Money raised through the fee will be put towards historical preservation efforts and upgraded safety measures. Over the past four years, the Dali municipal government has reportedly spent 160 million yuan (US$25.8 million) on renovation and upkeep of older traditional buildings. However, more money was deemed necessary and instead of dipping into city coffers, officials decided to pass the cost on to visiting tourists. According to Dali’s Deputy Party Secretary, Yang Junbiao (杨军标):

Relying only on fiscal spending was insufficient as a means to maintaining Old Town. Requesting maintenance fees and asking for support from society at large will help fix the problem of [our] monetary deficiency and widen the availability of maintenance money. This is a useful way to protect and elevate Dali Old Town.

A similar fee was first discussed in 2009 but eventually put on hold until 2014. At the time, tour operators and local merchants strongly opposed establishing a surcharge and were also concerned with perceived transparency and oversight problems concerning how the money would be spent.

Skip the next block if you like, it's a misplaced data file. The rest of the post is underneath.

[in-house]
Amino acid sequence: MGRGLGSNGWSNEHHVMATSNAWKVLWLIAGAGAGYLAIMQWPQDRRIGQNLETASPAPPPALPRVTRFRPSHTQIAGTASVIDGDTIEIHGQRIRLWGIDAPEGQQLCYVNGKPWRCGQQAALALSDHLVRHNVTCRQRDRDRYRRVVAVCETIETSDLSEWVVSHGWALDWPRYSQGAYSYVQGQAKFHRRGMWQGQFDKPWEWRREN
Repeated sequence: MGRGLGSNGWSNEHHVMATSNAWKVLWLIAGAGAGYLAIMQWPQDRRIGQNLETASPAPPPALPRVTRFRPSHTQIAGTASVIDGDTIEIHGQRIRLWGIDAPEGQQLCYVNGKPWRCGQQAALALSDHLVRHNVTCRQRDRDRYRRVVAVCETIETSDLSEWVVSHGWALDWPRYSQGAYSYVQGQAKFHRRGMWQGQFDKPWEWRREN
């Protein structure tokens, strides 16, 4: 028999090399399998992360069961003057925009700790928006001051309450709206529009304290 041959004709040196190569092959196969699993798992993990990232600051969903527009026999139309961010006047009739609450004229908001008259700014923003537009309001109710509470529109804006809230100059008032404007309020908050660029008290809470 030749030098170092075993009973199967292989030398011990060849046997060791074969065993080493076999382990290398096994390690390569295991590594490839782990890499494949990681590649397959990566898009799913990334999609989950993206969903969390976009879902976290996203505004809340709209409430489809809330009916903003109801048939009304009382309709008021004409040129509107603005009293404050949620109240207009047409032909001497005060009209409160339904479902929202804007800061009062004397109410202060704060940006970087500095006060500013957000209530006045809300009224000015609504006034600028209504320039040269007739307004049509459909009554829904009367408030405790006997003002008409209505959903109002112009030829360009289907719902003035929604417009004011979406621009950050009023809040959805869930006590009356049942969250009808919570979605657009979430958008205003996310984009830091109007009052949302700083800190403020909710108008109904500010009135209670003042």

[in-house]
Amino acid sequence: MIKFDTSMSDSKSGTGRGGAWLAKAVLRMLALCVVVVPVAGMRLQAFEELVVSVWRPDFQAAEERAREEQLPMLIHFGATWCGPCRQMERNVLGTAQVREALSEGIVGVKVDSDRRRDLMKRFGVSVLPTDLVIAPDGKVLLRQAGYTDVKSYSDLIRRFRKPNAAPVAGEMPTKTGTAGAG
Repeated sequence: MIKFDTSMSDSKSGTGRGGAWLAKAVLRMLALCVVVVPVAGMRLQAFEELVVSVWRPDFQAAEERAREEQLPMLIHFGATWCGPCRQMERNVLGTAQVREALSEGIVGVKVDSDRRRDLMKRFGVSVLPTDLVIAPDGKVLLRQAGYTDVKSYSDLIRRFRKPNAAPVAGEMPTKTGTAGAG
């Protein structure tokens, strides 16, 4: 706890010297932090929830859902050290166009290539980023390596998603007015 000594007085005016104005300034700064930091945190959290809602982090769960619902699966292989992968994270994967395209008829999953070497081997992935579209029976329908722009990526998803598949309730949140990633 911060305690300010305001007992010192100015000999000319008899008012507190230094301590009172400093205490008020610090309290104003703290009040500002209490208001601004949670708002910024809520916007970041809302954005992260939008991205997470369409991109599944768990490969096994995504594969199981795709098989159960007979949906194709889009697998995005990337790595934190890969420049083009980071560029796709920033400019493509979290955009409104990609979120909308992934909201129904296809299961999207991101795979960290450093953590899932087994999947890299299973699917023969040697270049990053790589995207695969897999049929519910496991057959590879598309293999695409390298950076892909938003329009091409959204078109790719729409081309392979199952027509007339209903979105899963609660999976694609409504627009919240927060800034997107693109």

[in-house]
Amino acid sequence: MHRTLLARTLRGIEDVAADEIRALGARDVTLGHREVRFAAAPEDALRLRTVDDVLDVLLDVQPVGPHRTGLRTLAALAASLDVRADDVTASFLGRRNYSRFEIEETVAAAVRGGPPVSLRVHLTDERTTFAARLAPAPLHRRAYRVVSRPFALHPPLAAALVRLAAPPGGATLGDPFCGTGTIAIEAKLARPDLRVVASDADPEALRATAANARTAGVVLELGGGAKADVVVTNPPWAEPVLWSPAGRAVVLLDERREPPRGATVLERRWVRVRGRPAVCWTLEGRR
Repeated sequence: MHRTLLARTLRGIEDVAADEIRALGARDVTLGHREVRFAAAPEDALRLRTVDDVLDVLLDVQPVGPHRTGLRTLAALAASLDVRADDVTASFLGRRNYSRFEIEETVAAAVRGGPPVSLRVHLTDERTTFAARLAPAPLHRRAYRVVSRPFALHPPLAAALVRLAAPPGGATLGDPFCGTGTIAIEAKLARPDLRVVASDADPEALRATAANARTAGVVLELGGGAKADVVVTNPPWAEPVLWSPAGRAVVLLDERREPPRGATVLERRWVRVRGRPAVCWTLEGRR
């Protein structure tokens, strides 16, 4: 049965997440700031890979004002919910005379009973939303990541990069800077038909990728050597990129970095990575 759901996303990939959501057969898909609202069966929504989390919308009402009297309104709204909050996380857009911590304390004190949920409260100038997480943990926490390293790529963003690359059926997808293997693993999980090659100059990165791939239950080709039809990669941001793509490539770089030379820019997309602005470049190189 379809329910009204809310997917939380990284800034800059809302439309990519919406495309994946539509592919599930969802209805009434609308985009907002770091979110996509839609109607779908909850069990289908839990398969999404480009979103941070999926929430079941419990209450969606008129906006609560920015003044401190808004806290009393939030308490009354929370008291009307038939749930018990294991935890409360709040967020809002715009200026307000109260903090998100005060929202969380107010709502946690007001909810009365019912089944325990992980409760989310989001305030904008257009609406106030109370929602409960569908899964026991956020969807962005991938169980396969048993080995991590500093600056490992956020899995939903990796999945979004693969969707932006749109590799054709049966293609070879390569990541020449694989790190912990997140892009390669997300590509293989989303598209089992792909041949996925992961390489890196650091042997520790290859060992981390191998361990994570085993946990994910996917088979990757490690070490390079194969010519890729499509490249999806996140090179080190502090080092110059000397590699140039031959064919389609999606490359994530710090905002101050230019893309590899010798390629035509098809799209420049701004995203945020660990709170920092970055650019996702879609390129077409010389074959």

It appears some of these fears have now been alleviated, as the local government outlined its planned expenditures. Each year, Yang said in his announcement, two million yuan (US$322,000) will be put toward protecting and renovating historic buildings, with special focus on Bai minority residential structures. Also, a one-time outlay of 30 million yuan (US$4.8 million) has been earmarked for unspecified upgrades to the town’s fire protection infrastructure.

This last concern is being given high priority in old towns around the province following a January 2014 fire that destroyed much of Shangri-la in northwest Yunnan. The blaze raged for 14 hours and razed hundreds of traditional homes and businesses, highlighting the need for more serious fire precautions in similar historic towns composed almost entirely of interconnected wooden buildings.

This article was originally posted here on GoKunming by Patrick Scally.